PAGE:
• Projects must incorporate Main Street Design Standards and follow local ordinances and code for rehab/construction/façade improvements. 
  • Award recipients are required to sign a contract agreeing to the conditions of the program.
  • Projects must begin construction no later than 4 months after grant award notification with construction complete in 24 months with a tenant in place in 30 Months. Building must be occupied and pass any local occupancy permit or local permitting inspection requirements. NOTE: Site cleanup, removal of debris, and demolition do not qualify as construction.
  • No more than one HEAL grant may be awarded to any city.
  • Work to stabilize the building immediately following a disaster is eligible, and can count toward the match within 4 months of the application submission date. 
  • Work previously completed prior to the 4 month stabilization window is not eligible for match for this grant program.


  • The intent of this program is to bring this building into use by the end of the grant term, which is 30 months. 
  • The use of the building must be for one of the following: new or expanding businesses, childcare, healthcare, housing, arts and culture, or entrepreneurship.
  • In the application, the final intent of use of the building must be identified, however, the specific tenant must be identified by one year from award date, or occupants of the space must be identified and committed to by the 50% mark of construction completion. The second payment of the grant will not be paid until the business plan, proforma, and tenant commitment letter are provided, no later than one year from the date of the contract signing date.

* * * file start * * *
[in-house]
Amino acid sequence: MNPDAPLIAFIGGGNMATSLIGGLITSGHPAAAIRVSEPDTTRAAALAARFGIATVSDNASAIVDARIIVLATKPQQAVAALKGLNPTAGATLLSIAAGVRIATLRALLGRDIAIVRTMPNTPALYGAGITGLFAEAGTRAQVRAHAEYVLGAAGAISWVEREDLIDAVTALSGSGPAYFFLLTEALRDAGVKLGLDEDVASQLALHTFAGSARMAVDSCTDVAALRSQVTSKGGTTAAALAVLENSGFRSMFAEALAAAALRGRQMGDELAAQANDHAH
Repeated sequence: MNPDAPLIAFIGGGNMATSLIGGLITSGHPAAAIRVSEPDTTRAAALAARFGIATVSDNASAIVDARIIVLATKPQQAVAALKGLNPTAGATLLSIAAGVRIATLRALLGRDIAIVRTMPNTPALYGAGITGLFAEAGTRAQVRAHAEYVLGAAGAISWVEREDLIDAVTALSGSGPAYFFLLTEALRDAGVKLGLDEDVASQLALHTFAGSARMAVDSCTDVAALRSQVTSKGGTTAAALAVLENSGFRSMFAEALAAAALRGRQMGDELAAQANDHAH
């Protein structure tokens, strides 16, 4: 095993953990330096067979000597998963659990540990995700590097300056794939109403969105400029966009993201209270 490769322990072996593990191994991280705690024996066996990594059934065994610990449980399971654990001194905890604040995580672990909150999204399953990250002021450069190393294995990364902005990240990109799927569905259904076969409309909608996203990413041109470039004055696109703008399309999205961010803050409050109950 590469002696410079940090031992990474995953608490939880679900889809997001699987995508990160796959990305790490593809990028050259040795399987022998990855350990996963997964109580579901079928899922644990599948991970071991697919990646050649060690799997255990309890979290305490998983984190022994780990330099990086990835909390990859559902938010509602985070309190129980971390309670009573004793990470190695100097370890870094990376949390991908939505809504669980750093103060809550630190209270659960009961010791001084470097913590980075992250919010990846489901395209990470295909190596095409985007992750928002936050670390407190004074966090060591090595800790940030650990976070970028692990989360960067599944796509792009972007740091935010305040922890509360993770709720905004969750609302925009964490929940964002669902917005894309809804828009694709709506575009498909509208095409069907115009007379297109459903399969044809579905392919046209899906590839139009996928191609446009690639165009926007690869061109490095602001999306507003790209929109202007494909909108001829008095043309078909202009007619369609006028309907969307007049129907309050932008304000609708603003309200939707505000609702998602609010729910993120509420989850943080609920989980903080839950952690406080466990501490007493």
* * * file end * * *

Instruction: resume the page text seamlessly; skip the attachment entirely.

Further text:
• If the building was occupied at the time of the damage, it is eligible, however, an insurance claim, evaluation, and funding from insurance must be included as part of the project match.

Required Supporting Materials with the Application

  • A structural engineering report must be provided showing that the building can be saved, or equivalent from an architect.
  • Written estimates by a licensed contractor are required. Quotes must include supply cost estimates, labor cost estimates, and a detailed list of work to be done.  Quotes that also demonstrate that the project will be completed by the HEAL deadline are also preferred.
  • Pro-forma showing all sources and uses on the project, and a business plan for operation of the building after completion of construction.
  • A 1:1 cash match (minimum) and proof of matching funds from the building owner.
  • A letter signed by both the applicant and the building owner that confirms commitment by both parties to the project. This is required, and projects that are submitted without this information will not be considered.

Eligible Building Grant Project Expenses
Masonry, insulation, foundations, roofs and guttering, fire stairs, windows, doors, chimneys, walls, ceilings, floors, interior stairs, elevators, lighting and fixtures, electrical wiring, data and communication, wiring (not including equipment), HVAC systems and components, plumbing systems, fire suppression sprinkler systems, and ADA accessibility solutions. This list is not exhaustive. Project expenses not listed here are at the discretion of the Secretary of the Kansas Department of Commerce for eligibility under the grant. Up to 5% of the grant award may be retained by the applicant organization for project administration expenses.

Ineligible Building Grant Project Expenses
Professional services (architect and engineering fees), acquisition costs, or leasing contracts. This list is not exhaustive. Grant funds are to be utilized for the physical construction of the project.

Building Grant Award Amount
Up to $30 per square foot of the total building space, not to exceed $100,000 per project.